The founding conference of the New Jewish Agenda, attended by nearly 700 participants, opened here last night with a program aimed at creating a progressive-oriented national membership organization that will provide a home for Jews who do not feel at home in the present organized Jewish community, according to Rabbi Gerald Serotta, chairman of the NJA steering committed who delivered the keynote address.
Serotta, associate director of the Hillel Foundation at Rutgers University, stated that “Any New Jewish Agenda must stand with the unique role of Jewish identity as a prism for viewing the world. Through Agenda we have a unique opportunity to repair some of the painful separations in our fragmented Jewish community. These corporations have kept us from fulfilling our Jewish destiny of bringing a vision of universal justice to all mankind,” he said.
Serotta said that by the time the conference ends on Sunday he hoped it will have accomplished three things: endorsement of a vision for a national membership organization; ratification of interim leadership until elections can be held; and adoption of a Conference Unity statement to give the new organization direction.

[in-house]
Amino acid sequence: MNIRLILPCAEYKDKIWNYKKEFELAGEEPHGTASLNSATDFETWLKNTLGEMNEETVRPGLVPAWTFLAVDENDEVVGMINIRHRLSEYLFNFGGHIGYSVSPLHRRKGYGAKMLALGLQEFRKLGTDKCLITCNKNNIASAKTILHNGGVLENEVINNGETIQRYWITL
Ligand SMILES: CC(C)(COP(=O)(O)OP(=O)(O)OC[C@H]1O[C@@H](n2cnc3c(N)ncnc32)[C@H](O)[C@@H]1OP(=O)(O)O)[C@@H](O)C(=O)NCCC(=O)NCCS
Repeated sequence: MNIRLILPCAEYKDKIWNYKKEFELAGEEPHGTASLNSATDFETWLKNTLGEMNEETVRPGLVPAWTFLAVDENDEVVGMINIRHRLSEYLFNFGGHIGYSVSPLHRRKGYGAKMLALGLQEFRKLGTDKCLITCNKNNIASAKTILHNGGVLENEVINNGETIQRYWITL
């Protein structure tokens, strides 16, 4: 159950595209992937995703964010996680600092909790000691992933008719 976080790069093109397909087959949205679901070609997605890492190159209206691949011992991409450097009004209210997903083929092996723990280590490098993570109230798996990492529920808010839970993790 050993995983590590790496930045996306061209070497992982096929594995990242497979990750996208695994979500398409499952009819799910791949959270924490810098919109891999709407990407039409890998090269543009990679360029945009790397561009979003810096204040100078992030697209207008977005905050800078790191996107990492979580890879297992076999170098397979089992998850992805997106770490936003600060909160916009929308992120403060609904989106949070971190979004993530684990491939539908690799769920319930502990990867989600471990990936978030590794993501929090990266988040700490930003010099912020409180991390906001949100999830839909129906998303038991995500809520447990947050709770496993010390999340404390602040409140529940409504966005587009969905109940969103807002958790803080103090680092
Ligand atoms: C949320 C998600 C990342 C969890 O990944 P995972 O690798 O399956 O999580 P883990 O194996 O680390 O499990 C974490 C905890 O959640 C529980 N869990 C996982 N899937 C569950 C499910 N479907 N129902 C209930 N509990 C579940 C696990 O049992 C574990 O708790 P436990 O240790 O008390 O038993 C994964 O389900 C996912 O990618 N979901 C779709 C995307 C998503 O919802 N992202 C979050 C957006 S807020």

Attendance at the conference, at the 4H-Conference Center, far exceeded the 500 expected and 300 would-be participants were turned away for lack of space, conference organizers said. The participants are a mix of young and older people from all walks of life.
TERMS COALITION ‘CRAZY AND EXCITING’
Serotta observed that the delegates represented a “wide political spectrum” and were all the more striking because they ranged from “committed secularist to every flavor of religious outlook–Conservative, Reconstructionist, Reform, Orthodox and the other 90 percent of us who don’t use any of those labels.”
He called such a coalition “both crazy and exciting,” observing that it is an “experiment that can have a profound impact on the life of the Jewish community.”
A statement of purpose that accompanied the announcement of the conference noted: “We seek to apply Jewish values in the following areas. American Jewish communal life; mutual responsibilities between Israel and diaspora communities; Israel society and peace between Israel and its neighbors; American domestic and foreign policy; the role of women and man in Jewish life; concerns related to the Jewish family, nuclear and extended; and relations between Jews and other communities.”
The Archive of the Jewish Telegraphic Agency includes articles published from 1923 to 2008. Archive stories reflect the journalistic standards and practices of the time they were published.